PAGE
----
The Amazing Mahavira
His real name was Nataputta Vardhamana, but he was better known to his followers as Mahavira or “Great Hero.” He is traditionally identified as the founder of Jainism. As stated, Mahavira and the twenty-three prior to him who established Jainism are Tirthankaras, or “crossing builders,” so called because they forged a bridge between this life and Nirvana or release from this world.
Mahavira's birth and death dates of 599–527
For a time, Mahavira joined an order of wandering ascetics. First, however, he waited until his parents had died and the business affairs of his family had been taken over successfully by his older brother. Then he bade farewell to his family, turned his back upon his wealth and luxury, tore out his hair and beard by the handfuls, and went off to join the ascetics.
However, Mahavira concluded that their asceticism was not extreme enough. For the soul to find release from this life, the asceticism must be more extreme. Extreme asceticism was necessary but not sufficient. Mahavira eventually thought that one must practice ahimsa (noninjury). So Mahavira carved his own path to find release. This combination of ahimsa and extreme renunciation gave rise to practices that form the legend of Mahavira's life. In an effort to stay detached from things and people, he never stayed more than one night in any place when he traveled.
Mahavira wandered naked, detached from the world, not answering questions put to him as he walked through villages. In return people turned their dogs on him. He was attacked by animals and humans. On some occasions, they drove nails into him to test the depths of his meditation and detachment.
As with many ascetics, he begged for his food. He preferred leftover food from people's meals rather than raw food so he didn't consume food that might cause his death. To heighten his self-torment, he sought out the coldest locations in the winter months and the most sweltering environments in the summer — always while naked.
He took his self-denial and seeking out of pain even further. If people were angry with him or just mean spirited, they would send dogs after him. Rather than resist, he allowed himself to be bitten. Following twelve years of the strictest asceticism, he achieved release (moksha), freeing himself from the bonds that tied his soul to the endless cycle of birth, death, and rebirth.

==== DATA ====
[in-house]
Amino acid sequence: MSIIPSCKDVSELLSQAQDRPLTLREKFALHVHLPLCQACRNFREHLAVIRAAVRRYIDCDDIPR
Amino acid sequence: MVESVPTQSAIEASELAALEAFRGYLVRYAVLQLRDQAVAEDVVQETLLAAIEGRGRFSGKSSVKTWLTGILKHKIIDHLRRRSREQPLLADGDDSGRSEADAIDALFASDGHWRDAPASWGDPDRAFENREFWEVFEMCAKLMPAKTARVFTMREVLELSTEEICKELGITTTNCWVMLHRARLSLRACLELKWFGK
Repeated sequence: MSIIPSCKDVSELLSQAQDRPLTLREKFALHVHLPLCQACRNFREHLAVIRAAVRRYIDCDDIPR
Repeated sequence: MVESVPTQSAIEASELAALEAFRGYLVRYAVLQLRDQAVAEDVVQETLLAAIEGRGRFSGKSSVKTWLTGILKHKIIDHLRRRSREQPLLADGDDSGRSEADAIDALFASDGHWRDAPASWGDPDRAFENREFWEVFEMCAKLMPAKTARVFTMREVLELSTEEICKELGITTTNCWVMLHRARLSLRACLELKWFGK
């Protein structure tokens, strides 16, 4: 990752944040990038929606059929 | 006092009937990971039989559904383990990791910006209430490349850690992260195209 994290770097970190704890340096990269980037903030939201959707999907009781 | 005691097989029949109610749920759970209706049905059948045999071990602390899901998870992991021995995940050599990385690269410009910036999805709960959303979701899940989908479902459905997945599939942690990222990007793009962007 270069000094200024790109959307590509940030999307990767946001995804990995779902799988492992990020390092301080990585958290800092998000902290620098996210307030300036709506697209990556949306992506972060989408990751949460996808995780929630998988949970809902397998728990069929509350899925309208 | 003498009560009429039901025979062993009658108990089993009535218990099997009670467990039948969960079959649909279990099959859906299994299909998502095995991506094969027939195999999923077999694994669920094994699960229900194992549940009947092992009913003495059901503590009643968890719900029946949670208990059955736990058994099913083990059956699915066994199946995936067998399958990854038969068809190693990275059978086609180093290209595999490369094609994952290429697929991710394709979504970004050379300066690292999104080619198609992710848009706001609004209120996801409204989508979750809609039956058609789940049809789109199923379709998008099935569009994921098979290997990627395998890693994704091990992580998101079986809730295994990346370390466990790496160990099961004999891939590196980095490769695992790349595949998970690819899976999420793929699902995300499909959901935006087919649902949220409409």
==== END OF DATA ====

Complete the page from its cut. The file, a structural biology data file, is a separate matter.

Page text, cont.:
The Conqueror Develops a Following
Mahavira earned title of jina or “conqueror,” denoting a person who had heroically conquered himself and faced the harshest inconveniences of life. He was a renunciant, able to ignore the inconveniences of body longing and pain in order to achieve spiritual realization. Though he achieved moksha at age forty-two, he lived until seventy-two.
Once he had attained enlightenment, he had conquered his weaknesses, escaping the cycle of human biological and psychological needs. The story goes that he now sat in a lotus posture, was in a steady omniscient trance, and sent forth only a divine sound. Above his head at all times was a white umbrella, symbolizing that no mortal was higher or holier. His nature as a Tirthankara or spiritual leader attracted all of the Jain community around him, including monks, nuns, laymen, and laywomen.
A peerless ascetic, the Jain leader Mahavira lived most of his life without clothes, the most visible symbol of a renounced life. After some twelve years as an ascetic, he managed to overcome worldly desires and passions and become the “victor” or jina. Jains describe this state of mind as kevalajnana or perfect perception, knowledge, power, and bliss.
A Brahmin, Indrabhuti Gautama, came to Mahavira seeking an interpretation of a revelation of Jain teachings sent by the king of gods, Indra. All the teachings became clear to Gautama in the presence of Mahavira. Eleven Brahmins converted to become his followers. He continued teaching for thirty years. After his renunciation and detachment from the world, Mahavira attracted a very large congregation of devotees; the Svetambaras claim there were 14,000 monks, 36,000 nuns, 159,000 laymen, and 318,000 laywomen.